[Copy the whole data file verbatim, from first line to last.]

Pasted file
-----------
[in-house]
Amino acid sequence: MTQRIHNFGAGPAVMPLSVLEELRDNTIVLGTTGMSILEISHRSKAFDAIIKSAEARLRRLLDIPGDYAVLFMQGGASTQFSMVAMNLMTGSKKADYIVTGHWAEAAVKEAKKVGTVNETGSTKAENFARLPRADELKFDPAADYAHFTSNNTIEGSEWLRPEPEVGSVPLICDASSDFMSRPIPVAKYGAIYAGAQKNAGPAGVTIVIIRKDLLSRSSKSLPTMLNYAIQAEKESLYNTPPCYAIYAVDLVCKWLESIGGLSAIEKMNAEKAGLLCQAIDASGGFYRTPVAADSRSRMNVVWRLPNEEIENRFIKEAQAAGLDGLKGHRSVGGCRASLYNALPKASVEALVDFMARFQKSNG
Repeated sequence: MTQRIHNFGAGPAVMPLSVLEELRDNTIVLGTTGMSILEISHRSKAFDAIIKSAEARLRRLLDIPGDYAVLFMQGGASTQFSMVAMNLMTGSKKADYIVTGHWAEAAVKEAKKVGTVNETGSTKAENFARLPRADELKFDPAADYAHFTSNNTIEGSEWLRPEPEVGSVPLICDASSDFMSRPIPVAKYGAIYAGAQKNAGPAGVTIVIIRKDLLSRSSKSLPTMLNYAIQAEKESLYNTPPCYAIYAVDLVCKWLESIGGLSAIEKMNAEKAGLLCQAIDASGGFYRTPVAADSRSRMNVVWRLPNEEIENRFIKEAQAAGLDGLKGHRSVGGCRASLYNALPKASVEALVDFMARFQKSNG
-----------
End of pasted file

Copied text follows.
[in-house]
Amino acid sequence: MTQRIHNFGAGPAVMPLSVLEELRDNTIVLGTTGMSILEISHRSKAFDAIIKSAEARLRRLLDIPGDYAVLFMQGGASTQFSMVAMNLMTGSKKADYIVTGHWAEAAVKEAKKVGTVNETGSTKAENFARLPRADELKFDPAADYAHFTSNNTIEGSEWLRPEPEVGSVPLICDASSDFMSRPIPVAKYGAIYAGAQKNAGPAGVTIVIIRKDLLSRSSKSLPTMLNYAIQAEKESLYNTPPCYAIYAVDLVCKWLESIGGLSAIEKMNAEKAGLLCQAIDASGGFYRTPVAADSRSRMNVVWRLPNEEIENRFIKEAQAAGLDGLKGHRSVGGCRASLYNALPKASVEALVDFMARFQKSNG
Repeated sequence: MTQRIHNFGAGPAVMPLSVLEELRDNTIVLGTTGMSILEISHRSKAFDAIIKSAEARLRRLLDIPGDYAVLFMQGGASTQFSMVAMNLMTGSKKADYIVTGHWAEAAVKEAKKVGTVNETGSTKAENFARLPRADELKFDPAADYAHFTSNNTIEGSEWLRPEPEVGSVPLICDASSDFMSRPIPVAKYGAIYAGAQKNAGPAGVTIVIIRKDLLSRSSKSLPTMLNYAIQAEKESLYNTPPCYAIYAVDLVCKWLESIGGLSAIEKMNAEKAGLLCQAIDASGGFYRTPVAADSRSRMNVVWRLPNEEIENRFIKEAQAAGLDGLKGHRSVGGCRASLYNALPKASVEALVDFMARFQKSNG